13.21% in the year 2005 -06

2)

From the year 200605 it is showing fluctuating trend but as compared to


above 2 years it is increasing.

3)

The lowest inventory over total assets ratio was recorded at 13.21% during the
year 2005 -06and the highest inventory ratio was recorded at 42.83% during
the year 2009 -10.

4)

The average inventory to total assets ration was recorded at 38.33% during the
review period.

Inventory Management
7.

Percentage of Inventory over current liabilities:

In order to know the percentage of inventory over current liabilities the


ration of inventory to current liabilities is calculated and which is presented in
the following table.
Inventory
Inventory over current liabilities ratio

= __________________ X 100
Current liabilities

Percentage of Inventory Over current liabilities:


Year

Inventory

Current liabilities

Ratio (%)

2004 2005

14286.75

7900.21

18%

2005 2006

11780.77

8101.11

145%

2006 2007

50925.70

17202.41

296%

2007 2008

43950.76

17800.42

246%

2008 2009

47077.45

18728.24

257%

2009 2010

94605.76

37257.22

253%

Inventory Management
40000
35000
30000
25000
20000
15000
10000
5000
0
2004-05

2005-06

2006-07

2007-08

2008-09

2009-10

Interpretation:
1)

From the above table it can be understand that the %


inventory over current liabilities ratio was showing a declining trend for two
years 2004 -05

2)

During the year 2005-06the ratio was it gradually increased


to 145 and there is a net increase to the extent of 128.

3)

The lowest inventory over total amounts ratio was recorded


at 18 during the year 2004 -05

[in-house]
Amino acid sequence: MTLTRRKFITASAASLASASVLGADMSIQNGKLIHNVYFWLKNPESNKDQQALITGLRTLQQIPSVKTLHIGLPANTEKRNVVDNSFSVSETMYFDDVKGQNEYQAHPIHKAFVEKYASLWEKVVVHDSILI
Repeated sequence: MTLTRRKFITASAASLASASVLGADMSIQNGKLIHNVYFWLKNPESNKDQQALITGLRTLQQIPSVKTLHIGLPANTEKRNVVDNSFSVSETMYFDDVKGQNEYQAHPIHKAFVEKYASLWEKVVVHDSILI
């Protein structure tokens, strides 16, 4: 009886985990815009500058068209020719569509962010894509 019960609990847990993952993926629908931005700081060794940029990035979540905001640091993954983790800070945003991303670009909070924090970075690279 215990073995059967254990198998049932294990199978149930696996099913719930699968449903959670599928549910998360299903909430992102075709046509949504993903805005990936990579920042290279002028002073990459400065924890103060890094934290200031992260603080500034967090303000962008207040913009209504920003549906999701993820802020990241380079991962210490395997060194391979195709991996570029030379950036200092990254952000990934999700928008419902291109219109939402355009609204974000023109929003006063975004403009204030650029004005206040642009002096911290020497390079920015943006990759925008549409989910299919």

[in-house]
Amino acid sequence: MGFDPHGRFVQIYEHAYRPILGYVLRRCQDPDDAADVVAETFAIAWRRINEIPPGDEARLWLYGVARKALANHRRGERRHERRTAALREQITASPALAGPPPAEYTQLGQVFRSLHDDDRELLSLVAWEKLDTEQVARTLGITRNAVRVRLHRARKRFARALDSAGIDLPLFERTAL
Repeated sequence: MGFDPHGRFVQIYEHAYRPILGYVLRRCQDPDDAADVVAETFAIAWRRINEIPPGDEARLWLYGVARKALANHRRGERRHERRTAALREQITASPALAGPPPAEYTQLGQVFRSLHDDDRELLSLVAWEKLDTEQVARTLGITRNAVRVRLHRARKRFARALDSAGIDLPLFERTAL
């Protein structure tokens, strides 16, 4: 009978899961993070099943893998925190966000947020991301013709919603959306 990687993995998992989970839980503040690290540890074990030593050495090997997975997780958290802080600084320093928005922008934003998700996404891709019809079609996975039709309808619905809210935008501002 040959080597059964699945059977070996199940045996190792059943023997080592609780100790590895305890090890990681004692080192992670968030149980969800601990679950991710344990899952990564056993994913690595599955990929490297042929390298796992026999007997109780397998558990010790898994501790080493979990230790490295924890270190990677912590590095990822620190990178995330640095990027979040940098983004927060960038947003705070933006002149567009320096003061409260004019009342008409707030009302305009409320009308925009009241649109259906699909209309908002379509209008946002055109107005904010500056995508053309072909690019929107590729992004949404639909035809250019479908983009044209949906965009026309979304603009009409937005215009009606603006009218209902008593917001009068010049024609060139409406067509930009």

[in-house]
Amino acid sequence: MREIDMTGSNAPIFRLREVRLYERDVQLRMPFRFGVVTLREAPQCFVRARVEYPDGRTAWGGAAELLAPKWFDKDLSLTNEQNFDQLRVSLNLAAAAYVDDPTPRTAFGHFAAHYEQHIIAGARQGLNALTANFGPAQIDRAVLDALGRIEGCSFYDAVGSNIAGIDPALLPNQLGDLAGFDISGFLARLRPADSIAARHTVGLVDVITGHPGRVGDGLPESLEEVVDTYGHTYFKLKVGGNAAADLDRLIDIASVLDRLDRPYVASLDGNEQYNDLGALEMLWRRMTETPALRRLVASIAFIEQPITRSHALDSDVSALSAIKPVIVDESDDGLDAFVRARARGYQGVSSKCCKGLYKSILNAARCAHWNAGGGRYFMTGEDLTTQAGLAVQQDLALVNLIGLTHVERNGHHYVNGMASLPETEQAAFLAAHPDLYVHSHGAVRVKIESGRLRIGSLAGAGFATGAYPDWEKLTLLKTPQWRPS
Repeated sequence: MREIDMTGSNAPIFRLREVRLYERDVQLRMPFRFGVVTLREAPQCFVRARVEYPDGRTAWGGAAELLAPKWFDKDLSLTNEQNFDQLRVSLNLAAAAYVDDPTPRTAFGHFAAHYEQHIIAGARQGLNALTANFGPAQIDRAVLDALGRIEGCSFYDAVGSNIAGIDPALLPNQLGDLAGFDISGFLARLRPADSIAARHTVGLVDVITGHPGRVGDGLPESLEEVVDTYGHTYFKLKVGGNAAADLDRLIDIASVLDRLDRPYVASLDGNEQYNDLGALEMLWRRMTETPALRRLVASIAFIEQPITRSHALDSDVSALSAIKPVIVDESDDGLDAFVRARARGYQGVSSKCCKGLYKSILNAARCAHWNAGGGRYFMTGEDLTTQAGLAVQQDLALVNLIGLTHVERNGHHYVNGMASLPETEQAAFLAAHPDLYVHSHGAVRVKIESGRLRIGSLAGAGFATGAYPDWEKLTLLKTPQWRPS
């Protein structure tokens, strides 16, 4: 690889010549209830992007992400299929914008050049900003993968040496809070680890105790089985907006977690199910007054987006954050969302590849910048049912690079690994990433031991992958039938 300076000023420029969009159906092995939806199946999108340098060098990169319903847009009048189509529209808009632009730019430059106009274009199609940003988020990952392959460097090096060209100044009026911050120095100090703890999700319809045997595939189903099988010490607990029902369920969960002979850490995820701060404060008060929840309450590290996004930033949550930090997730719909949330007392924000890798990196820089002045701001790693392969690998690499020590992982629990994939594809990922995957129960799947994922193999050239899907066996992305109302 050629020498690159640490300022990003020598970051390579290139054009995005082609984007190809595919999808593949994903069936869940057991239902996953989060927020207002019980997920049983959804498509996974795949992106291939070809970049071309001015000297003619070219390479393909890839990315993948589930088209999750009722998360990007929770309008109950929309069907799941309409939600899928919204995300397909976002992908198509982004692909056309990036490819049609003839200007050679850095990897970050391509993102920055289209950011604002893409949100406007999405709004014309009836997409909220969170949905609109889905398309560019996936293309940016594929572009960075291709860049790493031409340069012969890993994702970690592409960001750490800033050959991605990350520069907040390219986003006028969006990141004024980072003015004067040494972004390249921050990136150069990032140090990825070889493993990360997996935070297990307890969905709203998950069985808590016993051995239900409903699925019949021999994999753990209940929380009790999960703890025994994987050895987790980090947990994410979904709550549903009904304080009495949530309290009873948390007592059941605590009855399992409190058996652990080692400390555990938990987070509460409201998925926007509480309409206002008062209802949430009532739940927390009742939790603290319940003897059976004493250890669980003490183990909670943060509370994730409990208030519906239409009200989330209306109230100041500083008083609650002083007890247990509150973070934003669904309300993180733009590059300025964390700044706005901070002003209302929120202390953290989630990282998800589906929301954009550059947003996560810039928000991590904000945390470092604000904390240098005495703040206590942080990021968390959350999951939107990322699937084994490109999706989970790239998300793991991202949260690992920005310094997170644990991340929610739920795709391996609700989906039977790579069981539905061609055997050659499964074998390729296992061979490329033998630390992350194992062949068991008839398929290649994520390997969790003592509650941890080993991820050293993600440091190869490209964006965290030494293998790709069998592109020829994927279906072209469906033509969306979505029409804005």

8.

Current Ratio:

In order to know the current ratio the percentage of current assets to current
liabilities is calculated and which is presented in the following table.
Current assets
Current Ratio

= _____________________
Current liabilities

Inventory Management
Calculation of Current Ratios:
Year

Inventory

Current liabilities

Ratio (%)

2004 2005

25272.33

8000.12

3.15%

2005 2006

29769.79

8042.70

3.70%

2006 2007

54077.69

17299.15

3.12%

2007 2008

46600.02

17900.15

2.60%

2008 2009

50714.25

18600.25

2.72%

2009 2010

87899.25

37256.42

2.35%

100000
90000
80000
70000
60000
50000
40000
30000
20000
10000
0
2004-05

2005-06

2006-07

2007-08

2008-09

2009-10

Interpretation:

1)

From the above table it can be interpreted that the % of current assets over
current liabilities ratio i.e., current ratio was showing a decreasing trend
from year 2005 -06

2)

In the year 2004 -05the ratio was 3.15% and has increased to 3.70% in the
year 2005 -06

3)

The lowest current ratio was recorded at 2009 -10which is 2.35% and the
highest current ratio was recorded at 3.70% during the year 2005 -06

Inventory Management
4)

9.

The average current ratio was recorded at 3.09% during the review period.

Quick Ratio:

The quick ratio is the relationship between quick to current liabilities quick
assets is more rigorous test of liability position of a firm it is computed by applying
the following formula.
Quick ratio

Quick assets / Current Liabilities

Where Quick assets = Current Assets Inventory

Year

Inventory

Current liabilities

Ratio (%)

2004 2005

9787

6828

1.43%

2005 2006

17460

9042

2.12%

2006 2007

3216

15202

0.21%

2007 2008

3500

17202

0.20%

2008 2009

3701

17204

0.21%

2009 2010

3203

37256

0.08%

Inventory Management
20000
18000
16000
14000
12000
10000
8000
6000
4000
2000
0
2004-05

2005-06

2006-07

2007-08

2008-09

2009-10

Interpretation:
1)

From the above table it can be understand as that the % of quick assets to
current liabilities i.e., the quick ratio was 0.002% in 2006 -07and from that